On Tuesday, British citizens began receiving Covid-19 vaccines. The fragile vaccine needs to be stored at around -70 degrees Celsius (-94 degrees Fahrenheit) to maintain its integrity, making transportation a considerable challenge.
Workers at the Pfizer Inc. plant in Puurs, Belgium, loaded thousands of liquid vials into custom-made thermally protected shipping containers and packed them with dry ice. Each box contains an IoT device about a cellphone’s size that functions as a thermal sensor and a GPS monitor. It feeds information to a Pfizer control center, allowing the company to make sure the shipment is sticking to its planned route, maintaining its required temperature, and triggering alerts if the driver deviates from the route, even for a rest stop.
Defrosted vials of vaccine remain stable for up to five days if kept at 2-8 degrees Celsius. They can be transported only twice and for a maximum of 12 hours on the road.
The shipments, loaded onto anonymous trucks, crossed 125 miles to the French coast and sped by train under the English Channel. By Thursday evening, three trucks were heading across the U.K., and a fourth was crossing the Irish Sea.
Fifty hospital hubs across England and a small number of other sites across Scotland, Wales, and Northern Ireland are the first to administer the vaccine.
This initial journey was one of the “easiest” the vaccine will take. Now, countries and logistics companies are scrambling to prepare for the unprecedented challenge of shipping millions—eventually billions—of doses at carefully controlled temperatures.
The International Air Transport Association, a trade group, said a single dose for each of the world’s 7.8 billion people would fill 8,000 Boeing 747 cargo aircraft.
Today, Hapag-Lloyd announced a temporary halt for bookings of export containers at its European depots. As reported in a customer advisory notice, bookings of 40-foot reefer containers for empty pick-up have halted until the end of December at its depots in Germany, Austria, Switzerland, Hungary, and the Czech Republic.
Today, Maersk acknowledged it had been forced to “stop acceptance” of new bookings for a “few” Asia-Europe sailings. Maersk clarified it would continue to accept bookings as long as those bookings were within the agreed allocations and the customers involved have delivered the agreed volumes so far in the preceding months.
Last week, CMA CGM said it had stopped taking bookings from Asia to North Europe until the last week in December amid a chronic shortage of equipment partly due to heavy export demand.
Ocean Network Express (ONE) is also reported to have introduced a booking halt.
Tensions are growing between carriers and customers amid plummeting service levels and soaring rates, as the start of contract negotiation season is right around the corner.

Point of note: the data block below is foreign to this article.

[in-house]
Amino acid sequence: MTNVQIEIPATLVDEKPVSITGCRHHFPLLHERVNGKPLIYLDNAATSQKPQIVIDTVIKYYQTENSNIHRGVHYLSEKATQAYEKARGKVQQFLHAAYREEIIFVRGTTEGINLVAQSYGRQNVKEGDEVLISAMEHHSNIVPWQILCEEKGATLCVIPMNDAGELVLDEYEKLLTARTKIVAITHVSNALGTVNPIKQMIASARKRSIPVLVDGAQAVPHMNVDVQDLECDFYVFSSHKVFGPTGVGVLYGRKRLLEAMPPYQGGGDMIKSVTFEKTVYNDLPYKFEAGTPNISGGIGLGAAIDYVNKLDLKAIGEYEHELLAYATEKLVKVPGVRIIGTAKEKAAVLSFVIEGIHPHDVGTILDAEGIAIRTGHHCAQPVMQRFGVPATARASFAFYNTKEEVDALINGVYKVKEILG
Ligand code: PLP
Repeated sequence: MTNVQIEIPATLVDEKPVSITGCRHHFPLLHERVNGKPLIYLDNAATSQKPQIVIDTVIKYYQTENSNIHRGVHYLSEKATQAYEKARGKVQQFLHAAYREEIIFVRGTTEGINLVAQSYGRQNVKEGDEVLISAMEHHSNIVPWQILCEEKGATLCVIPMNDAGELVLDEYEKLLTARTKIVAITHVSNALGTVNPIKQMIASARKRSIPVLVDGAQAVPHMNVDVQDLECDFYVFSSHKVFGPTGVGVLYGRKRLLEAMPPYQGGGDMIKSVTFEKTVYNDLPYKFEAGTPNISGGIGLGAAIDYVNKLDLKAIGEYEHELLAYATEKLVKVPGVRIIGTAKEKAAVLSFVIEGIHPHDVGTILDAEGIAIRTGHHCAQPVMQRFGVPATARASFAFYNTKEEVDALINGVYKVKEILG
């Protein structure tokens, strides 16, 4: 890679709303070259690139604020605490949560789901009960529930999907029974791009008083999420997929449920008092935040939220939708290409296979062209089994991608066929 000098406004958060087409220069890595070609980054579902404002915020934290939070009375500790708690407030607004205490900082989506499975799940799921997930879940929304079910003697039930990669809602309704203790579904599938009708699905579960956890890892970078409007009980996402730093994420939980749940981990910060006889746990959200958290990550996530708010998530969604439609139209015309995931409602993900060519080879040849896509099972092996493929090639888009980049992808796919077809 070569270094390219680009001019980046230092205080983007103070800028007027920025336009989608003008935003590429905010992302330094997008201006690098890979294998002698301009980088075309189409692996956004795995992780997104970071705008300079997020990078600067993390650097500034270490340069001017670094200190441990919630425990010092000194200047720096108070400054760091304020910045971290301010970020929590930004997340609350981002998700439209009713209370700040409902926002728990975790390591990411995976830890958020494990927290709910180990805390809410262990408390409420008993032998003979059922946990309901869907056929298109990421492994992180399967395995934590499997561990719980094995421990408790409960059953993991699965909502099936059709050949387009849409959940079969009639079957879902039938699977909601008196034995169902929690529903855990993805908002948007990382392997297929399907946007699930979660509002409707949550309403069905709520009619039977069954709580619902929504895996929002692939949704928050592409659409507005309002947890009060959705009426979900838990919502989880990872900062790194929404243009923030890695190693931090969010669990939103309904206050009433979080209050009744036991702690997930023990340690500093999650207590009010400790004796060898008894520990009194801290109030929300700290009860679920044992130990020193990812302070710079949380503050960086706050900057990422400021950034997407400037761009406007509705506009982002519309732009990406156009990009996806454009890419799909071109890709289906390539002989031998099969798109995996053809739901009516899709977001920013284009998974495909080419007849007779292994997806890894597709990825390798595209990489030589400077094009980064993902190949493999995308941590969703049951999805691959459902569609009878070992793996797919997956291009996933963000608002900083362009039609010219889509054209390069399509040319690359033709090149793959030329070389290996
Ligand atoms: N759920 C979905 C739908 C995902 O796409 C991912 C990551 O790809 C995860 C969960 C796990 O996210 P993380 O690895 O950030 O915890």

The situation is expected to remain extremely tight over the next weeks.
2M partners Maersk and MSC are swapping Felixstowe for Liverpool on their TA2/NEUATL2 transatlantic loop from the end of the year to “provide stability to the service.”
Inherent issues at Felixstowe with its problematic vehicle booking system have also been a factor in land-side congestion and slow ship working.
The last sailing from Felixstowe will be by the 8,822 TEU MSC Athens in week 51, with the first sailing from Liverpool by the 6,478 TEU Maersk Sembawang planned for the following week.
The situation is set to get worse for UK importers as carriers consider their options for January.
On Friday, a civil lawsuit was filed against Maersk and former executives representing the firm for alleged corruption involving shipping contracts with Brazilian oil firm Petrobras.
In Brazil, prosecutors can press criminal charges only against individuals, and companies are subject only to administrative sanctions, which can include fines.
The lawsuit requests that a judge freeze almost $198 million in assets in order to make sure funds are available to pay for damages resulting from the alleged scheme.
The civil lawsuit is the latest chapter in the epic Brazilian corruption investigation known as Car Wash, initiated in 2014.
The company said the investigation is ongoing and that it will not comment further on the case.
On an earnings call Wednesday, Campbell Soup Co., the maker of Pepperidge Farm cookies, warned it is working through a series of supply constraints, labor shortages at the same time demand skyrockets.
“This portfolio is unique with proprietary recipes, and therefore we do not outsource production,” Campbell said in a statement to Bloomberg News. “We’ve prioritized increasing supply and are already leveraging capacity opportunities across the network to meet increases in demand and maximize availability.”
It’s not just Santa Claus eating more, Cookie demand in the U.S. has surged by 25% during Covid, with one in five Americans consuming more than three cookies per day.
Happy Friday! Stay safe, folks!
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